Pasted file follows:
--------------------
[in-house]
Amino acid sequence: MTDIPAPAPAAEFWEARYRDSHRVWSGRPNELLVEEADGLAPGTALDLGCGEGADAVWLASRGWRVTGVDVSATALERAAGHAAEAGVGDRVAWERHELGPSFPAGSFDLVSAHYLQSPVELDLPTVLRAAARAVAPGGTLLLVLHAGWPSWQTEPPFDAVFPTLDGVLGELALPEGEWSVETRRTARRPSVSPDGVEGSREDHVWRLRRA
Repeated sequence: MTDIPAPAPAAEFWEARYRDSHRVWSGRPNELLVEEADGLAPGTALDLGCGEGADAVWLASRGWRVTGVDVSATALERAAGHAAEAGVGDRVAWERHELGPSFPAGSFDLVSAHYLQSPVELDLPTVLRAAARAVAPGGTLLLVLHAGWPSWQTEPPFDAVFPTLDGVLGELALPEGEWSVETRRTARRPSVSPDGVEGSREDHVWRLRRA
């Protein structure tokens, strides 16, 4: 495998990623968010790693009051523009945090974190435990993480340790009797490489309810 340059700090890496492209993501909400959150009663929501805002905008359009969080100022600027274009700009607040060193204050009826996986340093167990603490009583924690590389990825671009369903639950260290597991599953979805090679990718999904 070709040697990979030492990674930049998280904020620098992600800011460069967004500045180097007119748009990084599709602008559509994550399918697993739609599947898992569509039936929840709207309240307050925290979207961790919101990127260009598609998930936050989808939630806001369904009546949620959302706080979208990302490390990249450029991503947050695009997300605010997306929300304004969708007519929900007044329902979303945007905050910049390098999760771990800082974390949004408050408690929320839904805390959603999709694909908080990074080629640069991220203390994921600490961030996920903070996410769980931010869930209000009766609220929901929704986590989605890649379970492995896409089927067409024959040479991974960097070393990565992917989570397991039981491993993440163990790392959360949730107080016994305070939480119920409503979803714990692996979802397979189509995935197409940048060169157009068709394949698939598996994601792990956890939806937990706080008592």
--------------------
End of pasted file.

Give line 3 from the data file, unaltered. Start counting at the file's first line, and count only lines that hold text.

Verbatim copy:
Repeated sequence: MTDIPAPAPAAEFWEARYRDSHRVWSGRPNELLVEEADGLAPGTALDLGCGEGADAVWLASRGWRVTGVDVSATALERAAGHAAEAGVGDRVAWERHELGPSFPAGSFDLVSAHYLQSPVELDLPTVLRAAARAVAPGGTLLLVLHAGWPSWQTEPPFDAVFPTLDGVLGELALPEGEWSVETRRTARRPSVSPDGVEGSREDHVWRLRRA